It’s quite evident that there has been a lot of relearning and unlearning for you working for Anwar Group, what was that experience like? And how big a role has innovation played here?

My experiences from the FMCG industry helped me immensely, especially when I initially moved here. When I went for my higher studies in the US, I was involved with a few part-time jobs that helped me gain a lot of modern learning. I learned there that for decisions involving market analysis, potential derivation, market allocation, choosing channel partner, formulating strategies. The process was more analytical and data-driven. And it wasn’t just limited to sales. It expanded to communication and even budgeting. All of these that I learned during my stay in the United States help me even to this day. A lot of practices we have in Anwar Group, which some of the biggest companies in the country yet to do. We’re extremely driven by innovation and data analytics here, something that I learned initially from my work in America.

Do you face any challenges in terms of marketing for automobiles in Bangladesh?

The budget that is required for the communication of automobile in the country, I feel is withheld by the margin. This is a significant challenge here. Another challenge is that by the time a new brand or model is brought in, the older ones become obsolete outside making it difficult for us to provide spare parts. And lastly, the gradual shift of the industry in spaces like solar energy or electricity usage isn’t supported by the country’s infrastructure. We’re not moving at the same pace as Europe or America and so the eco-friendly models from those regions aren’t suitable for us yet, which is causing a scarcity for us.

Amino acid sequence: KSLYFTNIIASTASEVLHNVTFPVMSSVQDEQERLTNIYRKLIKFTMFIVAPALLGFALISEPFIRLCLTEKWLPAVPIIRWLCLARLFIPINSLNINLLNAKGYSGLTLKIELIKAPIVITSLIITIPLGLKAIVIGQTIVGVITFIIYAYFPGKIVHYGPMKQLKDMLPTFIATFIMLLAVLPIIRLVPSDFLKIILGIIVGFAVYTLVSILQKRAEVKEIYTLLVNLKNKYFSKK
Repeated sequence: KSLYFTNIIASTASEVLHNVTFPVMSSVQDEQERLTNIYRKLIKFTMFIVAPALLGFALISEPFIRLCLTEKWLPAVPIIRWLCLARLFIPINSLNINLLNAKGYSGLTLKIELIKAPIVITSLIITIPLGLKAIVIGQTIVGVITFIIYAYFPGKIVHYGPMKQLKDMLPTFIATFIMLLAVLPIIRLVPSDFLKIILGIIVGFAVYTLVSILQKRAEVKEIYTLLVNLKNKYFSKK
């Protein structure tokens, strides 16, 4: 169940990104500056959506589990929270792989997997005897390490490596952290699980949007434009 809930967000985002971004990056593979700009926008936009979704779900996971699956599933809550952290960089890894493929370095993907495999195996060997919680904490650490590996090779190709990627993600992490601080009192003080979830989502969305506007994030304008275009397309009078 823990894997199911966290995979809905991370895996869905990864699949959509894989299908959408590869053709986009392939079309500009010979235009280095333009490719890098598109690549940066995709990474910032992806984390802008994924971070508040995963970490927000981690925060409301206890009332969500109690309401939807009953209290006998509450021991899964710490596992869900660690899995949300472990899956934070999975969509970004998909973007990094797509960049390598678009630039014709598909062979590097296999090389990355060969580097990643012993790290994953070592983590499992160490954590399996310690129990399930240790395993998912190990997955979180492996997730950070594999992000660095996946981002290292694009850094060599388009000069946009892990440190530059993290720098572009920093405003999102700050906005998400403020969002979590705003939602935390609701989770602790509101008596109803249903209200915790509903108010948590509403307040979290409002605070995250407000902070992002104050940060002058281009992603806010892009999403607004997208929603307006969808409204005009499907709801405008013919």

How do you work on channel management for Anwar Group?

Consumers aren’t quite aware of all the available product’s quality since these are technical products. Engineers and experts understand these better than the common people. So, we depend a lot on this group of influential people. So, they’re required to be educated first instead of being convinced seeing beautiful ads only, since they educate the consumers and it can sometimes be a challenge.

Is there anything you’d like to suggest to the young and aspiring marketers?

After my undergrads, I taught business courses in quite a few private universities across the city and I’ve seen the state of the students. And based on that, my suggestion is that they become more serious and studious. You need to study rigorously to know the basics and then move on to the practical implementation. Those who want to start their own businesses should definitely gather some experience, that teaches you the practical elements you need for your own work.


Transcribed by Arshae Ahmed